Here Lies Love
As Byrne began the writing process he found it useful to employ Imelda Marcos’s own words for his lyrics. The title Here Lies Love is Imelda’s choice of inscriptions for tombstone. As the album unfolds we are introduced to the places and people in Imelda Marcos’ life, including Estrella Cumpas who’s life parallels Imelda’s but from the opposite end of the spectrum as she struggles with poverty.
22 songs cover Imelda from her childhood to the collapse of the Marcos regime. Instead of singing these songs himself Byrne enlists the help of a wide range of female singers to play Imelda or Estrella in different stages of their life. The list of women is stunning: Tori Amos, Martha Wainwright, Nellie McKay, Cyndi Lauper, Kate Pierson, Santigold, Natalie Merchant, Nicole Atkins, Florence Webb, Allison Moorer, Sia, Candie Payne, St. Vincent, Roisin Murphy, Theresa Anderson, Sharon Jones, Camille, Charmaine Clamor, Alice Russell, and Shara Worden.
There are only 2 male vocals on the album – David Byrne takes the lead on “American Troglodyte” and backing vocals throughout. In a bizarre but somehow inspired twist, lefty liberal Steve Earle plays the part of Ferdinand Marcos on “The Perfect Hand” in which the young Senator pursues a very young and beautiful Imelda. There are a number of stand out tracks, especially Sharon Jones on “Dancing Together” in which Imelda justifies her lavish partying as diplomacy. Natalie Merchant is superb on “Order 1081” which addresses President Ferninand Marcos’ infamous proclamation that effectively recast him as Dictator.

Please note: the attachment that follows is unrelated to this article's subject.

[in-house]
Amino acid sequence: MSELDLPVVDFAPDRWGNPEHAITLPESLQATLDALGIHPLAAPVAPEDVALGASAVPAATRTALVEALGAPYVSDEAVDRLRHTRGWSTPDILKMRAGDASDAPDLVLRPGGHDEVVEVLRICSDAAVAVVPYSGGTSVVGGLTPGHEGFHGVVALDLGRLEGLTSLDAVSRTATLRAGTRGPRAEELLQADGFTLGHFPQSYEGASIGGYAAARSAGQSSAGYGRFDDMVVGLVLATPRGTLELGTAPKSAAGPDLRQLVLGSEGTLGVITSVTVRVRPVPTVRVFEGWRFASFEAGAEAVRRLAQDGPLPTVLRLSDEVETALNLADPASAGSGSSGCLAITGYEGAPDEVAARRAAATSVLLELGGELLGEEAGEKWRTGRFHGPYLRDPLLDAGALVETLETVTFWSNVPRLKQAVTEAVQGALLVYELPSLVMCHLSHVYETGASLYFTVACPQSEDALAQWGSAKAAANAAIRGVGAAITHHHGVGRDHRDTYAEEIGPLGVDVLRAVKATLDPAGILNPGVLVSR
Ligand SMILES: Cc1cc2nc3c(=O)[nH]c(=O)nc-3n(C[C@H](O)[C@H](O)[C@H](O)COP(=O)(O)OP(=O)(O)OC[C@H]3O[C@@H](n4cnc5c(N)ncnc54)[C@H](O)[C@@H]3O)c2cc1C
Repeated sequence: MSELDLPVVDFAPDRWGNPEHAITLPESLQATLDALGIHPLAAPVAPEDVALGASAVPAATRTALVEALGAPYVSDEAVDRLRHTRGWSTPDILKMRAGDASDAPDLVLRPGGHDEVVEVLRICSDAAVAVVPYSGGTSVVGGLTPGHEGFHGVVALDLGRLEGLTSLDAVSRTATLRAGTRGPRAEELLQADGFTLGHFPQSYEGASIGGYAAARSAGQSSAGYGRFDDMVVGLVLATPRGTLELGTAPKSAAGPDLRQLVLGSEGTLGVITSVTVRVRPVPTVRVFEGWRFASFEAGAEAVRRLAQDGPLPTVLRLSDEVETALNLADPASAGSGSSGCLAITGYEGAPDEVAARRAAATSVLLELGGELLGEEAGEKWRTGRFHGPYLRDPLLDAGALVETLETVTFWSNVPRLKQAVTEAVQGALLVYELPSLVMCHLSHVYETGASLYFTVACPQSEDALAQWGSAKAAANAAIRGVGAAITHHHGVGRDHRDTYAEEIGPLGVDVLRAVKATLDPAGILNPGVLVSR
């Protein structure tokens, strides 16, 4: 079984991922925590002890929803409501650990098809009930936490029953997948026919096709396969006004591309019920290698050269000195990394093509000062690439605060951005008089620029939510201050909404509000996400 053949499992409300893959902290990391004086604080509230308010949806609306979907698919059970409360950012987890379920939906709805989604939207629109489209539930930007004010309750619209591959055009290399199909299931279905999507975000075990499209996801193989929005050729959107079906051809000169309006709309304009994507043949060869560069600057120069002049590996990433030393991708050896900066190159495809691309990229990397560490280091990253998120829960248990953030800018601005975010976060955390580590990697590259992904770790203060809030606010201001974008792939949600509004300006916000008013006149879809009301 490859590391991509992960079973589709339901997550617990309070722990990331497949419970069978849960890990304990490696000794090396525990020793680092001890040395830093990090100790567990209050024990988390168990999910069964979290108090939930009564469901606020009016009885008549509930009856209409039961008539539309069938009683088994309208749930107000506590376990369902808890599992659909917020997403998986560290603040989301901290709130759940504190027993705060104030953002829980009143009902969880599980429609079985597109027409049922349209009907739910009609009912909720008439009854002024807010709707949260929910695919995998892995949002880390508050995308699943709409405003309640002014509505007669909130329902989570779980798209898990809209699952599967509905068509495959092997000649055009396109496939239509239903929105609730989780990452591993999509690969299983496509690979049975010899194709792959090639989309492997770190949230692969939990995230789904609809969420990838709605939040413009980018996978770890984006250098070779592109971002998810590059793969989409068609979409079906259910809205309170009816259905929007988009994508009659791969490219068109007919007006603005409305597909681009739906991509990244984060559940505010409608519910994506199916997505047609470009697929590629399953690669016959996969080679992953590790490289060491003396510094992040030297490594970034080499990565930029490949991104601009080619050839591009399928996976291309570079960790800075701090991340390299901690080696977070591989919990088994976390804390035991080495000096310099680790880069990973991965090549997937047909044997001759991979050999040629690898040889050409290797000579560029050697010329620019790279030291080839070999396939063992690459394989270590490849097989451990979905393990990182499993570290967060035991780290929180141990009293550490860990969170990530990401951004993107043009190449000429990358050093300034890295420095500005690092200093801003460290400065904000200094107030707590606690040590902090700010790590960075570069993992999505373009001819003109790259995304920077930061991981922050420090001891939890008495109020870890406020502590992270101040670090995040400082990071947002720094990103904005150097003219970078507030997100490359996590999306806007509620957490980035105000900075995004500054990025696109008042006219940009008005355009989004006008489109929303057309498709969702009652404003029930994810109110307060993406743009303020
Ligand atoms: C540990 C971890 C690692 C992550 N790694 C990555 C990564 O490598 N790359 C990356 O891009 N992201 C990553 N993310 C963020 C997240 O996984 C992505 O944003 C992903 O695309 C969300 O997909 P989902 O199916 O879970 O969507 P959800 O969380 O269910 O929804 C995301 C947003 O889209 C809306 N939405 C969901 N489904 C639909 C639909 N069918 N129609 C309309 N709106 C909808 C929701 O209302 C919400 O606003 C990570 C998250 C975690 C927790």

Despite its unusual approach Here Lies Love does work as a history lesson, offering insight into one of the more charismatic couples in modern history. The album is full of dropped names of the rich and powerful which underscores the thin line between glittering fame and politics. Byrne could have called this album “Despot in the discothèque” and been both accurate and acerbic.
Byrne also chose to make this record as a song cycle as a statement about the state of “the album” in music. Although you can listen to each cut independent of the others, as a successive group of songs you are given a picture of events and times otherwise missed.